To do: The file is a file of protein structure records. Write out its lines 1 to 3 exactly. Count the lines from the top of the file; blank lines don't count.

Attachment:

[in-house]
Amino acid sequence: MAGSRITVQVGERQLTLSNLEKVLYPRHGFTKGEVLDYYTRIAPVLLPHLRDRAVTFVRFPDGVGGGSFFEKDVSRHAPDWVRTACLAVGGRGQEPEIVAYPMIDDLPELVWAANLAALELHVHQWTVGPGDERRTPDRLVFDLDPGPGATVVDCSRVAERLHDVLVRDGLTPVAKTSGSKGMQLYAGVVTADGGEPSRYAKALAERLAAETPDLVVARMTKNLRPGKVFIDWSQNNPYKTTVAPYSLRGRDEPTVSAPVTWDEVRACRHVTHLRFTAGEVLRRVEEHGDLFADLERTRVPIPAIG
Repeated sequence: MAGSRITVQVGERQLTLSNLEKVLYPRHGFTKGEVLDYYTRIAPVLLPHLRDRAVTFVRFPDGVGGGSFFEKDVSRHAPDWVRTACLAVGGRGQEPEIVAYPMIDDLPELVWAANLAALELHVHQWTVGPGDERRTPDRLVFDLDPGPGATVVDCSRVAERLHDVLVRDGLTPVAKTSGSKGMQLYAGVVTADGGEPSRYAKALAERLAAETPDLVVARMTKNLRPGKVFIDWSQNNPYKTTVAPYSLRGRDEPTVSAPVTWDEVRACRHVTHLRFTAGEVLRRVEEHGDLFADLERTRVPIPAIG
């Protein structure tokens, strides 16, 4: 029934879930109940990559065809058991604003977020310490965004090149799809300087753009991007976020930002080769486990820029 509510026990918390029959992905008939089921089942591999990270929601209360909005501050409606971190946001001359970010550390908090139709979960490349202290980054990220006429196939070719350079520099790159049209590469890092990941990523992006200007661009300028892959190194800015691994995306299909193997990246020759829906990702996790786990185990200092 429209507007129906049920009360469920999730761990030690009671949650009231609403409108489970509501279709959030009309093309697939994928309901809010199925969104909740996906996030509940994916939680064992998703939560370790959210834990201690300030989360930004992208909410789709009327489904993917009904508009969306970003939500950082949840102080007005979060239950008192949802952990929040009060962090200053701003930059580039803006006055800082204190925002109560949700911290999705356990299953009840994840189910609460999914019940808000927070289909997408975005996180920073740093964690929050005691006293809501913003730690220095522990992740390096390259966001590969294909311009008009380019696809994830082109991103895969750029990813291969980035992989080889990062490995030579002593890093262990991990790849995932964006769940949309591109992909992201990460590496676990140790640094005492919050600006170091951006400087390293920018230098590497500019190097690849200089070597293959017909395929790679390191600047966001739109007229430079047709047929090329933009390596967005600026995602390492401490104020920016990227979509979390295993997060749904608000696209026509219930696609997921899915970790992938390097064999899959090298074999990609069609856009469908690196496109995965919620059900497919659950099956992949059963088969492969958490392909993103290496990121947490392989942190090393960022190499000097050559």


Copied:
[in-house]
Amino acid sequence: MAGSRITVQVGERQLTLSNLEKVLYPRHGFTKGEVLDYYTRIAPVLLPHLRDRAVTFVRFPDGVGGGSFFEKDVSRHAPDWVRTACLAVGGRGQEPEIVAYPMIDDLPELVWAANLAALELHVHQWTVGPGDERRTPDRLVFDLDPGPGATVVDCSRVAERLHDVLVRDGLTPVAKTSGSKGMQLYAGVVTADGGEPSRYAKALAERLAAETPDLVVARMTKNLRPGKVFIDWSQNNPYKTTVAPYSLRGRDEPTVSAPVTWDEVRACRHVTHLRFTAGEVLRRVEEHGDLFADLERTRVPIPAIG
Repeated sequence: MAGSRITVQVGERQLTLSNLEKVLYPRHGFTKGEVLDYYTRIAPVLLPHLRDRAVTFVRFPDGVGGGSFFEKDVSRHAPDWVRTACLAVGGRGQEPEIVAYPMIDDLPELVWAANLAALELHVHQWTVGPGDERRTPDRLVFDLDPGPGATVVDCSRVAERLHDVLVRDGLTPVAKTSGSKGMQLYAGVVTADGGEPSRYAKALAERLAAETPDLVVARMTKNLRPGKVFIDWSQNNPYKTTVAPYSLRGRDEPTVSAPVTWDEVRACRHVTHLRFTAGEVLRRVEEHGDLFADLERTRVPIPAIG